(Bloomberg) -- More than three quarters of Japanese voters are unhappy with Prime Minister Fumio Kishida’s handling of price rises, according to a poll carried out by the Asahi newspaper.

About 77% of respondents to the survey carried out Sept. 16-17 said they didn’t rate his price policies positively, compared with 17% who said they did. The findings came in a poll that showed that overall support for Kishida’s cabinet had crept up by four percentage points to 37% following last week’s cabinet reshuffle. 

Price rises have been outpacing wage increases, meaning households are feeling the pinch. That’s weighing on Kishida’s approval ratings as he faces a decision on whether to call a general election a year ahead of a party leadership vote. 

Kishida has sought to ease the blow by extending subsidies on gasoline, electricity and household gas, a move approved of by 73% of respondents to the Asahi survey.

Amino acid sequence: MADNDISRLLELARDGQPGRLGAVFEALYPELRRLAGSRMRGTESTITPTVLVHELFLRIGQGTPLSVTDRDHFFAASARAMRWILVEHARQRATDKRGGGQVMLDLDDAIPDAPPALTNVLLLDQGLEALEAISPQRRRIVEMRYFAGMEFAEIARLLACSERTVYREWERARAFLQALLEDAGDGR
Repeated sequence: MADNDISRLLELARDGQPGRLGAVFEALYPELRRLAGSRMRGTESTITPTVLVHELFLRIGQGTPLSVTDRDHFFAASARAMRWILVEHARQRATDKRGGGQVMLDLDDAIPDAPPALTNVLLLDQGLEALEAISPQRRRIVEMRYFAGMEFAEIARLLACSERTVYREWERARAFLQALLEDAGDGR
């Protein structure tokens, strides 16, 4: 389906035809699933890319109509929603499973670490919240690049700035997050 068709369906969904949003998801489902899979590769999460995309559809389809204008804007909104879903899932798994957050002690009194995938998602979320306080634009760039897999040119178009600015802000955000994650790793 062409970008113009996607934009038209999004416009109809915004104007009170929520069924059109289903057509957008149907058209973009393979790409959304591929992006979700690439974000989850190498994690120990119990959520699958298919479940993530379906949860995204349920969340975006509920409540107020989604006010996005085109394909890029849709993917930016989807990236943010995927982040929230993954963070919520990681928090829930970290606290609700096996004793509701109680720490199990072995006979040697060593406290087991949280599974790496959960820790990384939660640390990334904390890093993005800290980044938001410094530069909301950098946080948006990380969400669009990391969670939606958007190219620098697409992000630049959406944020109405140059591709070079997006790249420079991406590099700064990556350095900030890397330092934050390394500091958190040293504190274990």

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The poll is one of a series to show lackluster support for Kishida’s cabinet after the reshuffle in which he kept his core economic policy team in place and increased the number of women ministers. 

Another survey by broadcaster FNN published Monday showed support falling below 40% for the first time in eight months, while offering a potential pathway for Kishida to try and claw back support. 

The poll results indicated almost 90% said the government should seek the disbandment of the fringe religious group whose links with the ruling Liberal Democratic Party became a scandal after the assassination of former Prime Minister Shinzo Abe last year. 

(Updates with FNN poll in final two paragraphs.)

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